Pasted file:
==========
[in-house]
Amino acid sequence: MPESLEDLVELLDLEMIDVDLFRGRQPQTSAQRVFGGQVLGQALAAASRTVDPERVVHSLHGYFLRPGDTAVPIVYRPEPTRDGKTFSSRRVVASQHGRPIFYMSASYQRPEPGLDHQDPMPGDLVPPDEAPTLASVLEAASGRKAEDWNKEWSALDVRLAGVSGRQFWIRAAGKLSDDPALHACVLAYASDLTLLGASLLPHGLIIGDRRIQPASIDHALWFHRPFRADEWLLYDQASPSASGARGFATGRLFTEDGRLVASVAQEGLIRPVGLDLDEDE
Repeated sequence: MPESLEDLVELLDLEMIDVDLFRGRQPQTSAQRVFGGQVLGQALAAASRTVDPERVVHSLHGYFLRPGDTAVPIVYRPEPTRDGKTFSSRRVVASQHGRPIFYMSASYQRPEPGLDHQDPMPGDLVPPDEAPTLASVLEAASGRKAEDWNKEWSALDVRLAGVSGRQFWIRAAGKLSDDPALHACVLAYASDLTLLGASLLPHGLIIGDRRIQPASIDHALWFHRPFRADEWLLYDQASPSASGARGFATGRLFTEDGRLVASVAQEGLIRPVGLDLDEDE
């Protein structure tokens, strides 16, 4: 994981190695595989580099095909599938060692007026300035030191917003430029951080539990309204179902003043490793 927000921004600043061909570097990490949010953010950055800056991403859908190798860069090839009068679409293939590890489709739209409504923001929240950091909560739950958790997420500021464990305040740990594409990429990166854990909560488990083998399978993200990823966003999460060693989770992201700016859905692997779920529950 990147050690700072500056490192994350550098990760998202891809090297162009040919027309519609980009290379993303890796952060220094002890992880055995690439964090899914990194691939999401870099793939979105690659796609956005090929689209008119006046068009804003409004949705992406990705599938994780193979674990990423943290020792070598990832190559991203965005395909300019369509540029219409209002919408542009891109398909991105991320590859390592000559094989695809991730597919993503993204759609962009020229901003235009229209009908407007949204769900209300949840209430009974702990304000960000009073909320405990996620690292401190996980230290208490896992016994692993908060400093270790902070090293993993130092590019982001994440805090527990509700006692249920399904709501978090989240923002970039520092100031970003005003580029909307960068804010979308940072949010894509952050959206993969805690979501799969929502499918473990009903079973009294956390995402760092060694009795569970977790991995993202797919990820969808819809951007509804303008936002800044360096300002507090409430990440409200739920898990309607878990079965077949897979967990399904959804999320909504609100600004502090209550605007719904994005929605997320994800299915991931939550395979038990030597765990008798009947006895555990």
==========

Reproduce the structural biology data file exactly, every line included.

[in-house]
Amino acid sequence: MPESLEDLVELLDLEMIDVDLFRGRQPQTSAQRVFGGQVLGQALAAASRTVDPERVVHSLHGYFLRPGDTAVPIVYRPEPTRDGKTFSSRRVVASQHGRPIFYMSASYQRPEPGLDHQDPMPGDLVPPDEAPTLASVLEAASGRKAEDWNKEWSALDVRLAGVSGRQFWIRAAGKLSDDPALHACVLAYASDLTLLGASLLPHGLIIGDRRIQPASIDHALWFHRPFRADEWLLYDQASPSASGARGFATGRLFTEDGRLVASVAQEGLIRPVGLDLDEDE
Repeated sequence: MPESLEDLVELLDLEMIDVDLFRGRQPQTSAQRVFGGQVLGQALAAASRTVDPERVVHSLHGYFLRPGDTAVPIVYRPEPTRDGKTFSSRRVVASQHGRPIFYMSASYQRPEPGLDHQDPMPGDLVPPDEAPTLASVLEAASGRKAEDWNKEWSALDVRLAGVSGRQFWIRAAGKLSDDPALHACVLAYASDLTLLGASLLPHGLIIGDRRIQPASIDHALWFHRPFRADEWLLYDQASPSASGARGFATGRLFTEDGRLVASVAQEGLIRPVGLDLDEDE
């Protein structure tokens, strides 16, 4: 994981190695595989580099095909599938060692007026300035030191917003430029951080539990309204179902003043490793 927000921004600043061909570097990490949010953010950055800056991403859908190798860069090839009068679409293939590890489709739209409504923001929240950091909560739950958790997420500021464990305040740990594409990429990166854990909560488990083998399978993200990823966003999460060693989770992201700016859905692997779920529950 990147050690700072500056490192994350550098990760998202891809090297162009040919027309519609980009290379993303890796952060220094002890992880055995690439964090899914990194691939999401870099793939979105690659796609956005090929689209008119006046068009804003409004949705992406990705599938994780193979674990990423943290020792070598990832190559991203965005395909300019369509540029219409209002919408542009891109398909991105991320590859390592000559094989695809991730597919993503993204759609962009020229901003235009229209009908407007949204769900209300949840209430009974702990304000960000009073909320405990996620690292401190996980230290208490896992016994692993908060400093270790902070090293993993130092590019982001994440805090527990509700006692249920399904709501978090989240923002970039520092100031970003005003580029909307960068804010979308940072949010894509952050959206993969805690979501799969929502499918473990009903079973009294956390995402760092060694009795569970977790991995993202797919990820969808819809951007509804303008936002800044360096300002507090409430990440409200739920898990309607878990079965077949897979967990399904959804999320909504609100600004502090209550605007719904994005929605997320994800299915991931939550395979038990030597765990008798009947006895555990």